Final Chemo Treatment. Well, that’s done. Thank G-d. None of the Chemo’s were a picnic, and not one of them pleasant, but Oh My Heavens watch out for that last step, it’s a doozie.
A little under 2 weeks before my daughter’s Bat Mitzvah I sat (4 hours) through my final Chemotherapeutic Infusion. Ha ha ha, “therapeutic,” as IF. Never before have I been struck so forcefully by the vast difference between the connotation of the word “therapy” (healing, restful, invigorating) and the results of this particular therapy, which is not so much those things. Think “opposite world.”
Two days after the infusion my legs felt like I’d completed a 20 mile marathon, without any training, the day before. When I got out of bed (which I did as little as possible), my knee caps and ligaments seemed to be made of cardboard and yarn, which I was sure were about to collapse. My fingertips felt so bruised that it was a challenge to operate my phone. My muscle tissue was, again, tender to the touch. My mouth seemed to be entirely coated with a substance much like white Vaseline, both obliterating taste while creeping me out. And, I was so tired. I spent the better part of 4 days in bed.
Previously, the worst aspects of my symptoms had let up by the end of the weekend following an infusion, but not this time. I’d say I was back up to “operational” Wednesday evening — three days before Rebecca’s big day and three days after the norm. Fortunately I was neither entirely unprepared nor on my own. This is where “good stuff” got into full swing.
Family, family, family. It’s precious and you should never cast it off, abuse it, or under
appreciate it. If I could make a plea here, it would be to treat your family with the utmost care and respect available in your being
, and see how it returns to you. By the way, my own observation would be that, disregard and neglect reap relatively equally negative rewards. Just sayin’.
Honest to goodness, just like some fantastic Super-Hero, my sister Joan flew in from Philadelphia on Tuesday (the day before I was up to speed), and she jumped in to determine what still needed to be done and how best to accomplish the desired results. No kidding. I was at my “Chemo-Brain” decision unworthy zenith, barely mobile, and, there she was.
I had Old Lists, New Lists, Already Done Lists, and Out-Moded Lists, as I sat in a Confounded State of Inertia, and she helped me shift everything into a fresh “What To Do” list that was actually do-able. I should also reveal at this point that I had an otherwise sensitive husband who suddenly felt moved to add to our list (after all, we now had Joan to help). Here’s me . . . “Great idea! (you couldn’t have mentioned it a month ago?) Yes! we can do that too! (REALLY? NOW YOU ASK?!?!) Okay then! (How much will THAT cost?) & What-EVER.”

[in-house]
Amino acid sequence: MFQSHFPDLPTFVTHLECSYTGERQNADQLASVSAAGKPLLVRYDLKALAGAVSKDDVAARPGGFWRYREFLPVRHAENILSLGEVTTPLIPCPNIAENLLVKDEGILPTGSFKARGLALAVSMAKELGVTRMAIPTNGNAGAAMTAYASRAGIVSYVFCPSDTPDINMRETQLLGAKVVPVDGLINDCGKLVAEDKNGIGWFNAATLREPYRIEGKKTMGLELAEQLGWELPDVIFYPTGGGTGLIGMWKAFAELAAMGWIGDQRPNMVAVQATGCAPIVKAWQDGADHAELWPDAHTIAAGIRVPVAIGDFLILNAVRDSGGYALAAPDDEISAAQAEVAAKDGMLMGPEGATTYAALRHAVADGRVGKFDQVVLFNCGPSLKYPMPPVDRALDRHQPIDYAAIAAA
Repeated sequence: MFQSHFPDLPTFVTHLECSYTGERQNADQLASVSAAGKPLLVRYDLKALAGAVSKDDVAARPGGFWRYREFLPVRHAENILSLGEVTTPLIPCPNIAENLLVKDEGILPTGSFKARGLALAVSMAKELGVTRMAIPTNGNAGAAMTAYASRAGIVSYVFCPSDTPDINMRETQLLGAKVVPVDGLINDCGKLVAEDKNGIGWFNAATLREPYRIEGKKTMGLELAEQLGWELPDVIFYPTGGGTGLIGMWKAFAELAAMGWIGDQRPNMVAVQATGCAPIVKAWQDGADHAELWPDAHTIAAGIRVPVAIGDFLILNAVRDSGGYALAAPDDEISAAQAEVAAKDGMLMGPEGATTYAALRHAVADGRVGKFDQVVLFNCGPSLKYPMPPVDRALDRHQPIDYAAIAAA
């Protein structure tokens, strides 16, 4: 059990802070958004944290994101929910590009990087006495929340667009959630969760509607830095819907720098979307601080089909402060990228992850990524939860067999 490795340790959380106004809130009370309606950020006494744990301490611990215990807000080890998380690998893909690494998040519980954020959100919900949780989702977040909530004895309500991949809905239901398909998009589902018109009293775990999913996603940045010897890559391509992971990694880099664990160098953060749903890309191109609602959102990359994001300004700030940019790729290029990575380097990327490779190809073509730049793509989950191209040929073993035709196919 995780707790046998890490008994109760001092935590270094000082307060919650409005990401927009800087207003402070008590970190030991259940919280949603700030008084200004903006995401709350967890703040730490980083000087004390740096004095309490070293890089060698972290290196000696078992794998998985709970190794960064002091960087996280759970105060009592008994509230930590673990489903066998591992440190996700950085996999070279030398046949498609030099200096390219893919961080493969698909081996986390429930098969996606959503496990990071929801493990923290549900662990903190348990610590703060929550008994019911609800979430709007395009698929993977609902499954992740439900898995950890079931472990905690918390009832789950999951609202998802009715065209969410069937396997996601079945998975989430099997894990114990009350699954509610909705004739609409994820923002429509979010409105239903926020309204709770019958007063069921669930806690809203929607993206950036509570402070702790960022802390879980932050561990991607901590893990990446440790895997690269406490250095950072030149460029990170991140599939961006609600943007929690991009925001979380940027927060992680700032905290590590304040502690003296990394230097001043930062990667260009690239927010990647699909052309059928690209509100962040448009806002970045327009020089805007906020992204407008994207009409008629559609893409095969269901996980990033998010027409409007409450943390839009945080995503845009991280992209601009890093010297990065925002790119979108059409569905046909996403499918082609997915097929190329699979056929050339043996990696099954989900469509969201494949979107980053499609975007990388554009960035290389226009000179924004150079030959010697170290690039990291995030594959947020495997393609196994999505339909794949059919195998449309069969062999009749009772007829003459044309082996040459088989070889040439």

And guess what? It all got done. Food was mostly desserts which had been arranged and accomplished by our party planner before my last down time, only requiring the adjustment of last minute added salty snacks for a cocktail half-hour while family portraits were being done after the ceremony. Decorations were largely covered by the same party planner, but I had already ordered, received and provided Eiffel Towers for center pieces on tables, and decals for general extra enhancement. New to – do, find flower petals for candle lighting table, set up and attend a rehearsal, make time for out-of-town family attending service.
Shockingly, RSVP’s were still coming in those last few days. By which I mean, this is not shocking, but really standard. “Put them at table 5!” Joan helped with delivering “Welcome To The Event” bags to hotels, and finding the last minute, “we need socks for the dance floor, and frames for the photos, and items “For Your Convenience” in the bathrooms, and placing those pre-ordered decals on walls for decoration, and, her very existence prevented me from curling into a fetal position for the duration. She did everything she could to make me look good.
Things looked a little like this:
Joan, anxious for me. Me with eye brows (drawn in) and looking as good as one can bald.
Joan, The Bat Mitzvah Girl, and Mom, one of whom needs professional help (ah, that would be me).
The point of it all.
Brunch buffet the day after, compliments of my husband’s catering skills, my Mother-In-Law’s Noodle Koogle, and my sister Betsy’s help setting it all up!
Me and Betsy.
So you see, even under devastating constraints, you can make a celebration. Even if my own outlook were not as optimistic as it truly is, I would have planned this. I would have helped this moment happen. With my own family’s hands-on help, and my husband’s family help; please know they offered and provided continuous help as well — making time and reservations for us, schlepping me to appointments, financially . . . in short, in every way one could ask. I ask that you remember to ask for the help that is there and waiting.
Now I have one full week to take a break and prepare myself for Round 2 — Radiation. For the next month and a half Chemo-Girl will be Radioactive-Chemo-Girl. And then, I will be regular old wife, mother and rider of Brody again. Which will suit me fine. Would that it were now. Until then, watch for Radio-Activity here at this site, be well, and keep your appointments!